Thursday, May 8, 2008
As you know, I love mid-century design and architecture. Being born and raised in L.A., it seems that the majority of homes were built in that period between the 50's and 60's (post-war, if you will). So, I grew up in a town filled with homes that express early ideas of what modern/the future should look like. A fascination grew.
Interestingly, most of these mid-century homes looked very similar to one another. As a backlash to anything ornate, the mid-century modern facade was prone to be simple in decoration. As the city grew to create suburbia in this era, street upon street of new modern homes looked like clones of one another.
As a youngster, I began to fix my attention on what I thought to be the most unique aspect of a mid-century modern facade.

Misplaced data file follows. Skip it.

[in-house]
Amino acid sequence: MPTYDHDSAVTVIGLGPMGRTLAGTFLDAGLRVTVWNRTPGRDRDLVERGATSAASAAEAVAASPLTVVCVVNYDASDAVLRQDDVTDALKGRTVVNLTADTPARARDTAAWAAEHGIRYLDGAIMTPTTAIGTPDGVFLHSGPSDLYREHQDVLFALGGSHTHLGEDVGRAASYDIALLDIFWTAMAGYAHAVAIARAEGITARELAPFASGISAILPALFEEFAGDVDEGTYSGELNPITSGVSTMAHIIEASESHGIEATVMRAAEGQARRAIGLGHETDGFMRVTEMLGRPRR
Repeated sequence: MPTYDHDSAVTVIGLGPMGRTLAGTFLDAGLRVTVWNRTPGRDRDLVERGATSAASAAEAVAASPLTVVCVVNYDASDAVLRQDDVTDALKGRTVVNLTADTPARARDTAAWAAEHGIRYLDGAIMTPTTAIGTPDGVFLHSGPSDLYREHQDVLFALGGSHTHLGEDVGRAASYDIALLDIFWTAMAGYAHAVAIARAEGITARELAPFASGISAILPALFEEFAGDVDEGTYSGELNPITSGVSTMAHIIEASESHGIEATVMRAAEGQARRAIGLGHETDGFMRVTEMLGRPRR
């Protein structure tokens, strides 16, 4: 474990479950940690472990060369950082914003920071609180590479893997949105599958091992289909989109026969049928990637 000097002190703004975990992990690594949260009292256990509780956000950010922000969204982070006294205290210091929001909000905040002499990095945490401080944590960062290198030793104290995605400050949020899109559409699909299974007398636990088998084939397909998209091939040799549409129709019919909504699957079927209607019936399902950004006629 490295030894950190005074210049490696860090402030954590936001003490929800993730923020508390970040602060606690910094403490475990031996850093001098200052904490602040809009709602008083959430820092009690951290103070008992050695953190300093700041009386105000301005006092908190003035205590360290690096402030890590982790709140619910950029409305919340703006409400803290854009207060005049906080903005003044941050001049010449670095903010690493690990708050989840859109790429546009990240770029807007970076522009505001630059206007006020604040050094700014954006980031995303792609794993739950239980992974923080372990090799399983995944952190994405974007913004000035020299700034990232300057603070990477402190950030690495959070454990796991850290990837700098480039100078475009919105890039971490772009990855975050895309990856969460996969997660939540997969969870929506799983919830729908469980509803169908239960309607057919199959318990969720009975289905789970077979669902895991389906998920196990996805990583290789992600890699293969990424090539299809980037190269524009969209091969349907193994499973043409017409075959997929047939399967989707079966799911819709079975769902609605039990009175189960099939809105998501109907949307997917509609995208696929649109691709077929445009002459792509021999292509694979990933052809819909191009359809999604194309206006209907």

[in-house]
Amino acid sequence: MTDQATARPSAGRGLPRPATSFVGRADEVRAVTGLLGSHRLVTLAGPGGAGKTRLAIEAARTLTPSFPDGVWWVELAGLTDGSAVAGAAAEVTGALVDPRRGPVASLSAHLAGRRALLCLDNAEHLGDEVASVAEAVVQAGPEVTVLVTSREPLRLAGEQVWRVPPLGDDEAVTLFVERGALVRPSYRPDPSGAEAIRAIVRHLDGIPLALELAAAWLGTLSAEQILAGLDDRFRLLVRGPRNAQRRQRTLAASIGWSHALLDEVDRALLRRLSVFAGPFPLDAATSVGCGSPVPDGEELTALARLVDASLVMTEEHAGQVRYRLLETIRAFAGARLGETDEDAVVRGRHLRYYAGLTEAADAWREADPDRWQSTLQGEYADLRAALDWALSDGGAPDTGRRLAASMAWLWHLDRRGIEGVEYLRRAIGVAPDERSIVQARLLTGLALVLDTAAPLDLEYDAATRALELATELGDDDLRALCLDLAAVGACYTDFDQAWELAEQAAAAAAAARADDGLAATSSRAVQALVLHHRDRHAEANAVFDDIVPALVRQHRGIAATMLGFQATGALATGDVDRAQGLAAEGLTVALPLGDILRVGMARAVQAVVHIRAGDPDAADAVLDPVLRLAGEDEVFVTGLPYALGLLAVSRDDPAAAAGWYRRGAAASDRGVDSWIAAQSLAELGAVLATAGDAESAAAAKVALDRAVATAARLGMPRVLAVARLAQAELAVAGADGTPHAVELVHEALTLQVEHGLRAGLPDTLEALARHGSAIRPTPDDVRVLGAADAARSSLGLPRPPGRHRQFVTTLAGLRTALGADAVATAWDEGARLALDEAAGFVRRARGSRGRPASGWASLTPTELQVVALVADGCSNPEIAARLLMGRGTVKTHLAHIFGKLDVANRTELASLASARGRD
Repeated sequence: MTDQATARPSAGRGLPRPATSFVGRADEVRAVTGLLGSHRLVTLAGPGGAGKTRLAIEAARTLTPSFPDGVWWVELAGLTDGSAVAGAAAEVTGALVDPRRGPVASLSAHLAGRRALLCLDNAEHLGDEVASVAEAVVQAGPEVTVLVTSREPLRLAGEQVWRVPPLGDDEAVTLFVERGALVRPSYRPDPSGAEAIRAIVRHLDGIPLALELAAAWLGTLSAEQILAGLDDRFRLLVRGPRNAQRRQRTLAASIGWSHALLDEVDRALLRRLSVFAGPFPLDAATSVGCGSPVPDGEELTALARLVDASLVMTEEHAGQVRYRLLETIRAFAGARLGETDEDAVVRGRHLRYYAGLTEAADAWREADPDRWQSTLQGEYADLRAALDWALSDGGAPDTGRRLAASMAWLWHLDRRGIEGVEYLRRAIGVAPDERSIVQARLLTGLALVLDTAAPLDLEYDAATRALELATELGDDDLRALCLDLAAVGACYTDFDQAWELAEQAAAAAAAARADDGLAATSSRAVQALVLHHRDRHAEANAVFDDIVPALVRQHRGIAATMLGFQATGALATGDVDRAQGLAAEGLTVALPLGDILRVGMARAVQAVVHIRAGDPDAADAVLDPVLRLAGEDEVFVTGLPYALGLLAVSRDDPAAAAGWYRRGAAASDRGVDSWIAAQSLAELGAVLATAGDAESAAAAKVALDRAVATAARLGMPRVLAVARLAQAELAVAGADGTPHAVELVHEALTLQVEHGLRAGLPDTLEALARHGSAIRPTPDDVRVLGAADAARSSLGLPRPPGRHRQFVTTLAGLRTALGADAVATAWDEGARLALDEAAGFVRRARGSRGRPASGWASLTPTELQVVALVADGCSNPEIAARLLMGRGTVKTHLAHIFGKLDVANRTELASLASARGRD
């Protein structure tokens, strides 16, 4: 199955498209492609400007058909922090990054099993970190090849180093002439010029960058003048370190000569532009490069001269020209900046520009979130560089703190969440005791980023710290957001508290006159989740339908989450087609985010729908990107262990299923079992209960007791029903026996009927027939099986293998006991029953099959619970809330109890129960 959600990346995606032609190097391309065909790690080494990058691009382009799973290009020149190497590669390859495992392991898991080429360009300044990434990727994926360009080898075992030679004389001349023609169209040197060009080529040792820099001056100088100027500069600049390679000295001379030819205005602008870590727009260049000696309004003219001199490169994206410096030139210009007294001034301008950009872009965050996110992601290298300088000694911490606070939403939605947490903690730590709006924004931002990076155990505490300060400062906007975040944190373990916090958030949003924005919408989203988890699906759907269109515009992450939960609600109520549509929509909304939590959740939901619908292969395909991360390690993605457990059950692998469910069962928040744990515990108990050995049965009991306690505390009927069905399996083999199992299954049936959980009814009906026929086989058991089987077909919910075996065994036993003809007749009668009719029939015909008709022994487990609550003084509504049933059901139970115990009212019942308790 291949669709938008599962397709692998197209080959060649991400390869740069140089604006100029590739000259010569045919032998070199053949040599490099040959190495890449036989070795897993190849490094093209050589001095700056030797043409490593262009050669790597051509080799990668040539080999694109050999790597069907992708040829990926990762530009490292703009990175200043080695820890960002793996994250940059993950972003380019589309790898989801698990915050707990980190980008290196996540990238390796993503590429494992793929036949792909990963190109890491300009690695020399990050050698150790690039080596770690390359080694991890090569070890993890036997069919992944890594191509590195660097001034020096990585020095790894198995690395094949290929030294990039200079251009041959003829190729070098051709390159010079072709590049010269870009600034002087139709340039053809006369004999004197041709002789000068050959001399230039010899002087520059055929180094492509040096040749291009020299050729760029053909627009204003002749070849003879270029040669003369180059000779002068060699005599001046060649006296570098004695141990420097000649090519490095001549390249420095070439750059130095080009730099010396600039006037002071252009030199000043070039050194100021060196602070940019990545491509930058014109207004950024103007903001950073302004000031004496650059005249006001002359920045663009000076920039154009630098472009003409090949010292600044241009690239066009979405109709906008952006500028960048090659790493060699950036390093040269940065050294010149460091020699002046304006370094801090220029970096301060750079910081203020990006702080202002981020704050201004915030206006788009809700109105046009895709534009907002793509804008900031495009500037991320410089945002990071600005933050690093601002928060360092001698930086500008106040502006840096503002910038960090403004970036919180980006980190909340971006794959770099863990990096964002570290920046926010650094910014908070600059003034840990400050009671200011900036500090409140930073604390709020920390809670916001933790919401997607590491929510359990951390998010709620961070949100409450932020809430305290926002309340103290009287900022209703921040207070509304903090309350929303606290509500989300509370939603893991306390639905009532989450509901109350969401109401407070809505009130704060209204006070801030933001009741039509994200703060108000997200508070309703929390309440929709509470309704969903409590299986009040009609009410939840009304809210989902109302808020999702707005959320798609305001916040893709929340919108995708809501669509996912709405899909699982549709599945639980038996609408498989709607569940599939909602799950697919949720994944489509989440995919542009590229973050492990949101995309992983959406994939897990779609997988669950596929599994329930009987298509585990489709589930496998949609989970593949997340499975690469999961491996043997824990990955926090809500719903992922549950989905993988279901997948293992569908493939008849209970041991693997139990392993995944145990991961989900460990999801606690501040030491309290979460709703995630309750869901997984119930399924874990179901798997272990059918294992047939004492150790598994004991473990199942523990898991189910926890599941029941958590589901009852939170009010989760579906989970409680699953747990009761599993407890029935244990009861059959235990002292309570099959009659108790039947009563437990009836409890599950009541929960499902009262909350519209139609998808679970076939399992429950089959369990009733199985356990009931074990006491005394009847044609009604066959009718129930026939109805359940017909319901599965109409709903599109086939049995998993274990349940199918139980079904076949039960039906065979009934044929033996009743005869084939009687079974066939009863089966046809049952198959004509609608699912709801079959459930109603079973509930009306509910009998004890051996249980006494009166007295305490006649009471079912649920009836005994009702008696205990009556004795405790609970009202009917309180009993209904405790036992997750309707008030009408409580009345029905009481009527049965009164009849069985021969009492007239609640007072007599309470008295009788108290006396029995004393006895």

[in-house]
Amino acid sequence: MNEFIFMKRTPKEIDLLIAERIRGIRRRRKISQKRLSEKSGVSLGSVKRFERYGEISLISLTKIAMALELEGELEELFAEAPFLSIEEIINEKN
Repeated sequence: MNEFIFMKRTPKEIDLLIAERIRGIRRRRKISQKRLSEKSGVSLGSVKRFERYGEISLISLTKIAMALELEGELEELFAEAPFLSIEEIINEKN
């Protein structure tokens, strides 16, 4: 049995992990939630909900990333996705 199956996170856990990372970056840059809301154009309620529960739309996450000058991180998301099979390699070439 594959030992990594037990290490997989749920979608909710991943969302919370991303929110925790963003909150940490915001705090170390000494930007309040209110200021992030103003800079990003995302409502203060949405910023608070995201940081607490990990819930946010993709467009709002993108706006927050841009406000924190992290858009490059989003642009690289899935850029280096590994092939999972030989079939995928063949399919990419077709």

I would walk past these homes and focus on the decorative concrete walls AKA "sun-blocker walls". A fascination with these walls still holds today. It seems that there are an infinite array of decorative concrete blocks from this era. To me, the sun-blocker walls are art... unique textiles worth highlighting.
With all that said, I'm thinking about finally putting together a book of my favorite "sun-blocker walls" in Los Angeles. The idea is to create an alternative to all the coffee table books about mid-century modern homes. This book will consist of only close-up pics of the sun-blocker walls, and it would highlight the textile design more than the actual home. The idea is also to get published, so what do you guys think? Is this a book that would interest you? Would you pick it up if you saw it on a coffee table?
SYI- I found the pics for this blog entry online... there are much more amazing sun-blocker walls out there in the city. I need to take some snapshots and post them soon. Also, how does one get published?